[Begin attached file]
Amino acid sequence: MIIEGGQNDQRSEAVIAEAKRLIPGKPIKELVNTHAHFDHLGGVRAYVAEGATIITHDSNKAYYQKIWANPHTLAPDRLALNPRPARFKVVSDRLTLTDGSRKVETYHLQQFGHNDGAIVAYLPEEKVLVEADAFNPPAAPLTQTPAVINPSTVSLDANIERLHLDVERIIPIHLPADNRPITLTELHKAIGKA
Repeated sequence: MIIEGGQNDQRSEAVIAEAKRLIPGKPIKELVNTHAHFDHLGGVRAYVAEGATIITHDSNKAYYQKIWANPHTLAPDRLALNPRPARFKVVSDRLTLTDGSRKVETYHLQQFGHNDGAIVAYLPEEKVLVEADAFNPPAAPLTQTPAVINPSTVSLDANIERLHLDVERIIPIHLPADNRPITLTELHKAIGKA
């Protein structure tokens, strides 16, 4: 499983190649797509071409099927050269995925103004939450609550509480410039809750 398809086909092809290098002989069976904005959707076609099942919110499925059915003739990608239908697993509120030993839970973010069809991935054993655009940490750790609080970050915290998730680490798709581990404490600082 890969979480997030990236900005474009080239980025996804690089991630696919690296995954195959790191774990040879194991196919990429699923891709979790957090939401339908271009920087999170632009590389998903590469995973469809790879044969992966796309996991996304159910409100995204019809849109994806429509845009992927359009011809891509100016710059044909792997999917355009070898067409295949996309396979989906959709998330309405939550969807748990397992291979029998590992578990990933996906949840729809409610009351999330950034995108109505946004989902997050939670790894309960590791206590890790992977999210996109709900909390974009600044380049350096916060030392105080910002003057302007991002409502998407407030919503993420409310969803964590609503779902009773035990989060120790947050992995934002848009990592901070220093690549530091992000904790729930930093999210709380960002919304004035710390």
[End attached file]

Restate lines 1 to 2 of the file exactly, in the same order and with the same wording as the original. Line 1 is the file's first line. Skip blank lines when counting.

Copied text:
Amino acid sequence: MIIEGGQNDQRSEAVIAEAKRLIPGKPIKELVNTHAHFDHLGGVRAYVAEGATIITHDSNKAYYQKIWANPHTLAPDRLALNPRPARFKVVSDRLTLTDGSRKVETYHLQQFGHNDGAIVAYLPEEKVLVEADAFNPPAAPLTQTPAVINPSTVSLDANIERLHLDVERIIPIHLPADNRPITLTELHKAIGKA
Repeated sequence: MIIEGGQNDQRSEAVIAEAKRLIPGKPIKELVNTHAHFDHLGGVRAYVAEGATIITHDSNKAYYQKIWANPHTLAPDRLALNPRPARFKVVSDRLTLTDGSRKVETYHLQQFGHNDGAIVAYLPEEKVLVEADAFNPPAAPLTQTPAVINPSTVSLDANIERLHLDVERIIPIHLPADNRPITLTELHKAIGKA